I had the great pleasure of helping to welcome several young children into the Catholic Church today. I love attending baptisms. They are such hope-filled occasions. Each of the persons being baptized has a role to play in our Church. They were sent here by God for a particular purpose and our Church is not complete without each one of them.
The presiding priest did a wonderful job of explaining each part of the ceremony. When he was about to anoint the children with the sacred chrism, he described how this set the child apart and united them with Jesus’ mission as priest, prophet and king.
What does it mean to be “set apart?” Cheryl Dickow tackles that question in Our Jewish Roots: A Catholic Woman’s Guide to Fulfillment Today by Connecting with her Past. She describes how in the “Old Testament people and things had often been set aside for specific purposes. . . priests were ‘set aside’ for specific duties. Utensils, vessels, and garb that were meant for service at the altar of the temple were ‘set apart’ and would not to be implemented elsewhere.” Dickow goes on to explain how in the New Testament, St. Peter encourages the newly baptized to be “set apart for God’s purpose.”
Our baptism should matter. It isn’t merely a one time event. Admittedly, like the children who became part of the Church today, most of us don’t remember our reception of the sacrament. Our parents and Godparents made a commitment to the faith for us. Yet, even though we were unaware, the sacrament still changed us forever.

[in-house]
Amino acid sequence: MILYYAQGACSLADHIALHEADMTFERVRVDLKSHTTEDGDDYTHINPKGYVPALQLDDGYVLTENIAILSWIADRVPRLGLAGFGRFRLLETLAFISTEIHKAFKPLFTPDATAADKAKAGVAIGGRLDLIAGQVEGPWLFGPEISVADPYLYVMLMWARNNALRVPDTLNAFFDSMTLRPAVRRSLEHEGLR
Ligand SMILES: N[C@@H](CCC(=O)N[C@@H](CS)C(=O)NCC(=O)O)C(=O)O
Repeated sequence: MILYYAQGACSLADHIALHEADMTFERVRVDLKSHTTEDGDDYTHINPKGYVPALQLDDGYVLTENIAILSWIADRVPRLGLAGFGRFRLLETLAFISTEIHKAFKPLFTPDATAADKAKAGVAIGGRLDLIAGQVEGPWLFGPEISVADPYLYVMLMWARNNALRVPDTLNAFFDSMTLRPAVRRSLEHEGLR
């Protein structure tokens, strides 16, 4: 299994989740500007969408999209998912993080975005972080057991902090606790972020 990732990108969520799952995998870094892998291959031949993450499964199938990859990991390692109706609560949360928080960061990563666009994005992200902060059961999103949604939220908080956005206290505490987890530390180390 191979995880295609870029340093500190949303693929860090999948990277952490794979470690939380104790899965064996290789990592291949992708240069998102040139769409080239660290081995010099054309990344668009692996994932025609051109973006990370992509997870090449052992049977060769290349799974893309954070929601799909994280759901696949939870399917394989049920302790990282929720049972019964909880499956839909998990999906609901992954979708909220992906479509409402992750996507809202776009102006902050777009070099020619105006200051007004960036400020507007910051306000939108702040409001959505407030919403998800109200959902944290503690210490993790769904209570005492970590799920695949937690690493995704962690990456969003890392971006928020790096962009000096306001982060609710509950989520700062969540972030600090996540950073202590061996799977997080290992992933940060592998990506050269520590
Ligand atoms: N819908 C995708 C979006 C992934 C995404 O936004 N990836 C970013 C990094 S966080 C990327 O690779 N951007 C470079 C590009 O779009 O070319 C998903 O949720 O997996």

Baptism not only wipes away original sin (as well as any sins that have been committed by the individual), “but also makes the neophyte ‘a new creature,’ an adopted son of God, who has become a ‘partaker of the divine nature,’ member of Christ and co-heir with him, and a temple of the Holy Spirit.” (CCC 1265)
After being baptized and anointed, the child or adult being baptized puts on a white garment, which emphasizes this fundamental change. “The person baptized has ‘put on Christ,’ has risen with Christ. . . The baptized are ‘the light of the world.’” (CCC 1243)
As Christians, we are called to be set apart. We are called to holiness, to live according to the teachings of Christ. We should be different from the world at large. People should be able to tell that we are Christian by the way that we live our lives.
Do we live out that call to be “set apart?” How can we improve the way we live out our baptismal commitment?
Copyright 2010 Patrice Fagnant-MacArthur